Saturday, 28 December 2013

Madhu Kanda

 The head of the sacrificial horse is the dawn, his eyes are the sun, his breath of life is the wind-god, his face is the fire-god, the centre of his body is the year, his back is heaven, his stomach is the atmosphere, his hooves are the earth, his sides are the four directions, his bones are the other directions, his limbs are the seasons, the joints of his body are the months and the fornights, his feet are the night and the day, his marrow is the stars, his flesh is the clouds, the undigested food in his stomach is sand, his veins are the rivers, his liver is the mountains, the hair of his body is the herbs and the trees, the front of his body is the rising sun, the rear of his body is the setting sun, his belching is the lightning, the shaking of his body is the thunder, and his neighing is speech.

(A sacrificial horse was used at horse-sacrifices and, in this verse, an analogy is being drawn between the Brahman and the sacrificial horse.)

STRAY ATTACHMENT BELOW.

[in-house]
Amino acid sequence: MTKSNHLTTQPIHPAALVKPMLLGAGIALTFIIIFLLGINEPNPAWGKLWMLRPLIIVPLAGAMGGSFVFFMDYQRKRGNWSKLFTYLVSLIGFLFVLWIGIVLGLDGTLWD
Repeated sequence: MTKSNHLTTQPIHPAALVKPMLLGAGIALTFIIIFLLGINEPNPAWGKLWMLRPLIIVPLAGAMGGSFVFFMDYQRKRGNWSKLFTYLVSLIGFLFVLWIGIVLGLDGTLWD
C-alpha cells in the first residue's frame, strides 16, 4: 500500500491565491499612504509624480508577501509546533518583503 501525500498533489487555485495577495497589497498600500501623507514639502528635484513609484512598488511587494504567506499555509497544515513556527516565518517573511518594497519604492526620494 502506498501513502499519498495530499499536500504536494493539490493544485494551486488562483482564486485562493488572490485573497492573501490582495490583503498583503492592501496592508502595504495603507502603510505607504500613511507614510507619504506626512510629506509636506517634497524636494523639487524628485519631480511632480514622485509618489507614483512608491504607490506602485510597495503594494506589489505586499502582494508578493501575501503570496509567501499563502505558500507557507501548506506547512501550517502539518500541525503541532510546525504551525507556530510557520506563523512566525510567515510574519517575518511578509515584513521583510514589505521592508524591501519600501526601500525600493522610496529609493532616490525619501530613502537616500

The day is the vessel that is to the front of the horse and the origin of the day is in the eastern ocean. The night is the vessel that is to the rear of the horse and the origin of the night is in the western ocean.( Two golden or silver vessels were placed to the front and the rear of a sacrificial horse as receptacles for offering.) As haya the horse bears gods, as vaji he bears gandharvas(a semi-divine species), as arva he bears demons, and as ashva he bears humans.(Haya, vaji, arva andashva are all synonyms for a horse.) The ocean is the stable and it is in the ocean that the horse originated.

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